THE IDEA WAS TO SEE IF I was capable of handling a dog by myself. Granted I did not have a dog as a pet growing up; but I did not think there would be any issue in me taking care of my friend’s dog, except for the licking my face part. My friend was going out of town and asked me if I would take care of their dog while they were away. Of course, I said I would be thrilled to do it. This dog was their baby, who they had gotten when it was just a little puppy; so, I understood the magnitude of this request. Little did I know I was going to be tested first. Before the trip was to occur, my friend came over with a robotic dog; I am not kidding you. It was the kind of dog you had to do certain functions with otherwise it would go silent, which I interpreted to be dead. One had to pretend to feed and walk it besides setting time aside for play time. I cannot remember all the details, but I think somehow these activities would get recorded; the key was to keep the robotic dog alive. After two days of what I considered unreasonable, constant attention time; I removed the batteries and pretended the dog was sleeping under my dining room table. DO NOT LET ANYONE KID YOU, but there is a difference between a real and robotic dog. The robot dog, though it was a cute idea and I am sure there are children who would have a great time with it, cannot replace the love and affection of a live dog. Coming home each day to someone who is so excited to see you is a beautiful thing. With their tail wagging 100 mph as they are running up to either lick you (again, not my thing) or get a belly rub, is a special moment in the day. I especially enjoyed during the winter months being able to sit on the couch with the warmth of a furry dog in my lap. It is funny I was just thinking if I had ever dated anyone who was not an animal lover and the answer is no. I am not saying they must have a pet, but I do not think I would be able to have a deep connection to someone who did not appreciate the love one experiences between a human and their pet. And though I did not experience it with that robotic dog, I would attempt it with the special animal in this adventure, science fiction film. A COMPUTER GLITCH CAUSED THE government’s experimental, robotic dog to go missing. Programed to fight alongside the army’s soldiers, there was something about motorcycle rider Miles, played by Alex Neustaedter (Walking Out, Ithaca), that made the dog see things differently. With Becky G (Power Rangers, Empire-TV) as Sara, Thomas Jane (The Thin Red Line, The Mist) as Chuck Hill, Alex MacNicoll (The 5th Wave; McFarland, USA) as Sam and Ted McGinley (Pearl Harbor, Married with Children-TV) as Fontaine; this family picture took the idea of a boy and his dog and produced a lifeless story. I enjoyed watching the robotic dog who had more personality than most of the actors. The script was easily predictable that I could have sworn the writers just copied the blueprint from several previous films that had the same set-up. There simply was no excitement in this movie; I could not wait for it to finish and was disappointed seeing the film studio is hoping they can do a sequel. If it was up to me and this picture came with batteries, I would pull the batteries on this one and instead, pop in a DVD of Rin Tin Tin.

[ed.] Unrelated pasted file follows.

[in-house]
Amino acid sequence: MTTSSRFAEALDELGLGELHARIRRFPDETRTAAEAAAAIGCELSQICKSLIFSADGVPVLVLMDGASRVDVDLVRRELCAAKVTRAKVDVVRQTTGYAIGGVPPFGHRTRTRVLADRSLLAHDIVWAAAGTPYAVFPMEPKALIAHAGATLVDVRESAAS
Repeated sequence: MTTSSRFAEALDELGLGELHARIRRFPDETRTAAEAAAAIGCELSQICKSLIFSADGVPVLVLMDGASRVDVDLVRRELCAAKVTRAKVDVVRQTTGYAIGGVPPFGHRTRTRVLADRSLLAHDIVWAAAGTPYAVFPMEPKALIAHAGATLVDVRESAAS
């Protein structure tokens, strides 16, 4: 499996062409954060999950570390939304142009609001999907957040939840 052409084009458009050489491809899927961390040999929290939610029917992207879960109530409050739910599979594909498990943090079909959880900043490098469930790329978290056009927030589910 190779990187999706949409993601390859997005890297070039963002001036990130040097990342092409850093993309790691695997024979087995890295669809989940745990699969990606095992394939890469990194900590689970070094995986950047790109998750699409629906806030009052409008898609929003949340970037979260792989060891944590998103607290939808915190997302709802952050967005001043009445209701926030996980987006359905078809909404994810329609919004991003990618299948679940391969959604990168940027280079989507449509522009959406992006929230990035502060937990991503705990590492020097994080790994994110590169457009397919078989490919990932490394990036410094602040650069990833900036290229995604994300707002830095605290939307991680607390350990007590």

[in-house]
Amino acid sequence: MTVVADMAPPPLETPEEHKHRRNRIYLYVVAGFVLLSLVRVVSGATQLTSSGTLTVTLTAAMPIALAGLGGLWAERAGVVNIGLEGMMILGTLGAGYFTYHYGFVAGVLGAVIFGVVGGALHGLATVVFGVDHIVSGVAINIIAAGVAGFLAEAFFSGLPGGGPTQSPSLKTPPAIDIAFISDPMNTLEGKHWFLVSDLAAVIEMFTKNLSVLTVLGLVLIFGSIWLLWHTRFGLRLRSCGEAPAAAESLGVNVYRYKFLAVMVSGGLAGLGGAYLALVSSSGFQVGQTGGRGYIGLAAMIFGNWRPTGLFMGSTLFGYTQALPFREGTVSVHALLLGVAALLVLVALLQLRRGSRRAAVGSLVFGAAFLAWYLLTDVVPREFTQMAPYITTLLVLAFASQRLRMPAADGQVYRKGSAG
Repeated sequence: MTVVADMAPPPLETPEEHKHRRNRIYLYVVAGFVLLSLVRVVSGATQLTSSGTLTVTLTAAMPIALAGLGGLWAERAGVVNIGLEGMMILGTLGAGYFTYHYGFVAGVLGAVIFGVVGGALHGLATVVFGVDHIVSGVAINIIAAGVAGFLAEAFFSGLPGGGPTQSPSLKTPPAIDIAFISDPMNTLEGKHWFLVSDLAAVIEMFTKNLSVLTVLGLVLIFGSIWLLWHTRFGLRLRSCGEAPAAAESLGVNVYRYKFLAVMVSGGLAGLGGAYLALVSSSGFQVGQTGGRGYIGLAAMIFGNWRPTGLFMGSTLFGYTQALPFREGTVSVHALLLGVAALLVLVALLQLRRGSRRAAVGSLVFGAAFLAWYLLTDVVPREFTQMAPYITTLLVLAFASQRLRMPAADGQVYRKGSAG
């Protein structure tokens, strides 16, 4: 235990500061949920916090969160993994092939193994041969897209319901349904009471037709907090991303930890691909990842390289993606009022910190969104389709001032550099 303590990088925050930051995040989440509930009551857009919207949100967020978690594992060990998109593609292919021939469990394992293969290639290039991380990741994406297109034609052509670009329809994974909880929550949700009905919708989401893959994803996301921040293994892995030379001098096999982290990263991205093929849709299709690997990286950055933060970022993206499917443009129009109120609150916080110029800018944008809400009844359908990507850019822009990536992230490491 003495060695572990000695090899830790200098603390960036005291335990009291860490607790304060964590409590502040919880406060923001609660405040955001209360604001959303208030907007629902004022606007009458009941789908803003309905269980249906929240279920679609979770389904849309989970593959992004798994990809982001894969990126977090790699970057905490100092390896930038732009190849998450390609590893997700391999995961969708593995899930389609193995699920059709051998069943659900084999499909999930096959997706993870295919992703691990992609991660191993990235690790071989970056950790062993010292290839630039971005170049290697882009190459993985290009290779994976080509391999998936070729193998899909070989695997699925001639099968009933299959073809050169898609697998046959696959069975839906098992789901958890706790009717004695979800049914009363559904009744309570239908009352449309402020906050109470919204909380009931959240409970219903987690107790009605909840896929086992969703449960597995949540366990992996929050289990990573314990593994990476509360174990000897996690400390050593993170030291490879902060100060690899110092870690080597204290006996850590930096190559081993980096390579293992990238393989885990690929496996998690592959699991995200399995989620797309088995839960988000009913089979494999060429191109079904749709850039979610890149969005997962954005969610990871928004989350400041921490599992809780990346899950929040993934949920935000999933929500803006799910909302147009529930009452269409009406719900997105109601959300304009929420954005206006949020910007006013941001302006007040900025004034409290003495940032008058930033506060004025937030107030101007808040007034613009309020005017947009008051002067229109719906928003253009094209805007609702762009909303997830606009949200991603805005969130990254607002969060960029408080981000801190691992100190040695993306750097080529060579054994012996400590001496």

1 ½ stars